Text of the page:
Through its home visits team, JRS Jordan provided emergency relief to 277 Syrian families in the capital, Amman, and 300 Syrian families in the northern border city of Irbid between October and December last year. (Jesuit Refugee Service)
(Beirut) February 12, 2013 — On a recent visit to Beirut, Fr. Nawras Sammour S.J. delivered somber news regarding the rapidly deteriorating system in Damascus.
"It's almost as bad as Aleppo. I fear the humanitarian situation will be worse," said the Jesuit Refugee Service Middle East and North Africa Director.
Thousands of people are being continuously displaced and in search of shelter because of intense fighting and destruction of the suburbs of Damascus.
"As many as 15 people are being forced to live in one room," explained Fr. Nawras.
JRS provides emergency support to 2,000 families residing in the Damascus area (equally broken down between the city and outlying suburbs), many of whom have come from the surrounding countryside and cities, such as Homs, in western Syria.
In addition to shelter shortages, food is also a high priority. Shortages of flour, yeast, grain and fuel that make up the daily staple in Syria – bread – is hard to come by, and when available it is costly. In January, JRS delivered 3,000 food baskets to families in Damascus, Aleppo and Homs.
Aleppo. Moreover, last month JRS in Aleppo also provided an average of 13,000 hot meals a day to people in public shelters from a field kitchen, but bread is still in short supply.
"A kilogram of bread in Aleppo costs between 150 and 225 Syrian pounds ($2 - $3), the most expensive in the country; ten times the pre-conflict price," confirmed Hadi*, a JRS staff member in Aleppo.
Due to the scarcity of raw materials and the difficulties in delivering food aid to those in need because of fighting, bread has also become a luxury in Aleppo; all this in a country where more than half the population relies on bread as a significant part of their daily diet. Compounding the humanitarian crisis are cases of life saving aid being diverted or confiscated by armed groups for their own use.
However, it is not only emergency assistance that is of vital importance.
"We're also here to listen to those for whom nobody has time, and to ensure children have a quiet place where they can spend a few hours. People feel abandoned by everyone. It's also important to address these issues," added Fr Nawras.
Winter hardship. Last month, the UN refugee agency (UNHCR) warned that further storms are expected, possibly worse than one in early January which brought heavy rainfall, flooding and snow. Many internally displaced Syrians and refugees lack adequate winter clothing for such low temperatures and/ or wet conditions.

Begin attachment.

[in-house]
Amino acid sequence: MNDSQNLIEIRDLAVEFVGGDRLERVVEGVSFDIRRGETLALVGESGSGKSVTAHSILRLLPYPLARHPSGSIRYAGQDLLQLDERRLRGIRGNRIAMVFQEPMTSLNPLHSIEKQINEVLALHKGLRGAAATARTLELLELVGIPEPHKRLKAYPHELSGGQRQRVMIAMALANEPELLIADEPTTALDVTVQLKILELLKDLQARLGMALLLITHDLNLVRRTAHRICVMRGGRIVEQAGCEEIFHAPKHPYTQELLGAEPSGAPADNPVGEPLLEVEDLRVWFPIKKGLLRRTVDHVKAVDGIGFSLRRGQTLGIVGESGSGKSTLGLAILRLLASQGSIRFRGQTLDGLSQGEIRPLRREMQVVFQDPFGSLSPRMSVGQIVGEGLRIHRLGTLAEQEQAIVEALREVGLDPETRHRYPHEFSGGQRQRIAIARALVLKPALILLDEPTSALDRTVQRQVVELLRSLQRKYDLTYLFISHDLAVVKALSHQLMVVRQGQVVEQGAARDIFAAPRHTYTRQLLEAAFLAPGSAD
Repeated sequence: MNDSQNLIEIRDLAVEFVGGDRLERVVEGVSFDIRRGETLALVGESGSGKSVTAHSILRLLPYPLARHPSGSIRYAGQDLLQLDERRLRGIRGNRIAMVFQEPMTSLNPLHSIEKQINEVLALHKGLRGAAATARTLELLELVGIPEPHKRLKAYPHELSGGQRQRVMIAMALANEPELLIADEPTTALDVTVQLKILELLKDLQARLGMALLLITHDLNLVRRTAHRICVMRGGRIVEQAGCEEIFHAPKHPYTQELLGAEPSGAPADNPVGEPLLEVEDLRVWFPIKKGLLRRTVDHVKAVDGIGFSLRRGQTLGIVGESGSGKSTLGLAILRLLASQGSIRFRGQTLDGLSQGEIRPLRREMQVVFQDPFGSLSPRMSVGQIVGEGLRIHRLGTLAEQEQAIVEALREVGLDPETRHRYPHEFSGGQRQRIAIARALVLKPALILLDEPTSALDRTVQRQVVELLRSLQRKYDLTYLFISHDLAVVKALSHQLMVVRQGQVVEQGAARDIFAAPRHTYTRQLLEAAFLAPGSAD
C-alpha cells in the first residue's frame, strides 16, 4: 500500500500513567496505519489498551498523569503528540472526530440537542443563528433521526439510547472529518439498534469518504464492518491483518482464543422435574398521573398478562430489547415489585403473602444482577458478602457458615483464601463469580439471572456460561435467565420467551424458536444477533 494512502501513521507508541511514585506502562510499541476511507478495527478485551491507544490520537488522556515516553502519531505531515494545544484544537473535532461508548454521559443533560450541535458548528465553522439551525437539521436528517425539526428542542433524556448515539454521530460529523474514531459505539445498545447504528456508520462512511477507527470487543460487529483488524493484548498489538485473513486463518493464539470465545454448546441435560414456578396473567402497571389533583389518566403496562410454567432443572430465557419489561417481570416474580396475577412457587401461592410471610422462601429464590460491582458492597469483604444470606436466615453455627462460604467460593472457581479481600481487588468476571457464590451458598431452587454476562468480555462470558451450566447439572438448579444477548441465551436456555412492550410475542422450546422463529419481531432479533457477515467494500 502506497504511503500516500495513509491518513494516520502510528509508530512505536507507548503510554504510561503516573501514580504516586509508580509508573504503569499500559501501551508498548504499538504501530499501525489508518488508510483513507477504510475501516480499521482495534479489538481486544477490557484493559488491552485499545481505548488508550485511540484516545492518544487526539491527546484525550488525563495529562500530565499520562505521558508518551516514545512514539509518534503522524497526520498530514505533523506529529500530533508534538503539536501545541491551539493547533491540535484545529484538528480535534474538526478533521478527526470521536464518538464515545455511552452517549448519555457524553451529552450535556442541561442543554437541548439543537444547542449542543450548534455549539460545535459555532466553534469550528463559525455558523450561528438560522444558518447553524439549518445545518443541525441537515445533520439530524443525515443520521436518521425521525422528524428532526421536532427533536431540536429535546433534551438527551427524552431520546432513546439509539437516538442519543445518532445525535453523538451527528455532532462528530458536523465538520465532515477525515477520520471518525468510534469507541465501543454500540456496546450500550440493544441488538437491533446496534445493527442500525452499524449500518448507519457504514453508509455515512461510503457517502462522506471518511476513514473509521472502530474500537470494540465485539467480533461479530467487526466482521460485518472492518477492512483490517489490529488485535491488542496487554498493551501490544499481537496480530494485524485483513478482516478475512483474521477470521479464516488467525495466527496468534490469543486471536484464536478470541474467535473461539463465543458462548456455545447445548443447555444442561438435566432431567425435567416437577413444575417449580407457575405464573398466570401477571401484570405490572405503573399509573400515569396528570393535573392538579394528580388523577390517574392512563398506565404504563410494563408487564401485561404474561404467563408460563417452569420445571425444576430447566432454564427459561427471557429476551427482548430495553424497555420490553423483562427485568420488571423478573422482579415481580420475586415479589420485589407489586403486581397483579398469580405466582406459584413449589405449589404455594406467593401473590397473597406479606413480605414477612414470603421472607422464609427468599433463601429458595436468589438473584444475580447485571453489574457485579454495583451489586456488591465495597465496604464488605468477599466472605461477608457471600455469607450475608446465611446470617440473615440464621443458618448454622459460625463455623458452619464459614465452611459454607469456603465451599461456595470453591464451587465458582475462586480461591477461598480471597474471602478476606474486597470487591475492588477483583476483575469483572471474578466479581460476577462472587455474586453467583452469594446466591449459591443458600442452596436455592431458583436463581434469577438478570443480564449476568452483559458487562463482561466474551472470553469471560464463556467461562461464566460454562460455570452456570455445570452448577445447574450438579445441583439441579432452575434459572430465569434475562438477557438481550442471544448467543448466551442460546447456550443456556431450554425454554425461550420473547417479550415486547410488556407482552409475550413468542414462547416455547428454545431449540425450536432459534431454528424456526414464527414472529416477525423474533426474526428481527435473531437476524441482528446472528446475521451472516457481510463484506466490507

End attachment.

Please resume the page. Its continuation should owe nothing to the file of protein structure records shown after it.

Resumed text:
JRS emergency winter relief, both within and beyond Syria, comprises thick blankets, mattresses, winter clothing, portable stoves and, where possible, heaters, to help families survive the cold. However, this assistance is insufficient to deal with the massive demand.
Worrying influx of refugees to Jordan. Through its home visits team, JRS Jordan provided emergency relief to 277 Syrian families in the capital, Amman, and 300 Syrian families in the northern border city of Irbid between October and December last year. This included the provision of emergency rent assistance, as well as blankets to help families survive the bitterly cold Jordanian winter. In total, more than 850 blankets were distributed and rent assistance was provided to the value of approximately 41,000 euro.
Reports state that more than 3,000 Syrians are fleeing across the borders on a daily basis, leaving aid agencies and local organizations overwhelmed. In the face of the rising number of arriving refugees, JRS assistance is again but a drop in the proverbial ocean.
"Last week on one day alone 3,581 Syrians entered into Jordan. The humanitarian community around here is highly concerned about this level of influx," said JRS Jordan Director Colin Gilbert. Mr. Gilbert will visit the U.S. next month to discuss the JRS response to the crisis.
Struggling to cope. In Lebanon, where more than 250,000 refugees are registered, the need for emergency relief assistance is great and increasing. Many local communities are supporting Syrian families as best as they can, but many host communities struggle to make ends meet themselves. In Kafar Zabad, a village in the remote northeastern Bekaa Valley in Lebanon where JRS is assisting Syrian families, the situation is dire.
"The community is very poor in Kafar Zabad, it's difficult for them to survive without having to support Syrian families. But they have responded generously and offered us their local municipal hall as a venue for activities," said Jad Jabbour S.J., JRS project director in Lebanon.
Najib Mikati, the Prime Minister of Lebanon, appealed to the international community in late January to assist the country with urgent aid in order to cope with the increasing number of Syrians. If the UNHCR forecast of a total 500,000 registered refugees in Lebanon by June turns out to be accurate, it would represent 12.5% of the Lebanese population.
The JRS project in Lebanon has been serving the needs of 350 families in the Bekaa valley and in Beirut, but every day more people are arriving in need of assistance.
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by Zerene Haddad
JRS Middle East and North Africa Communications Officer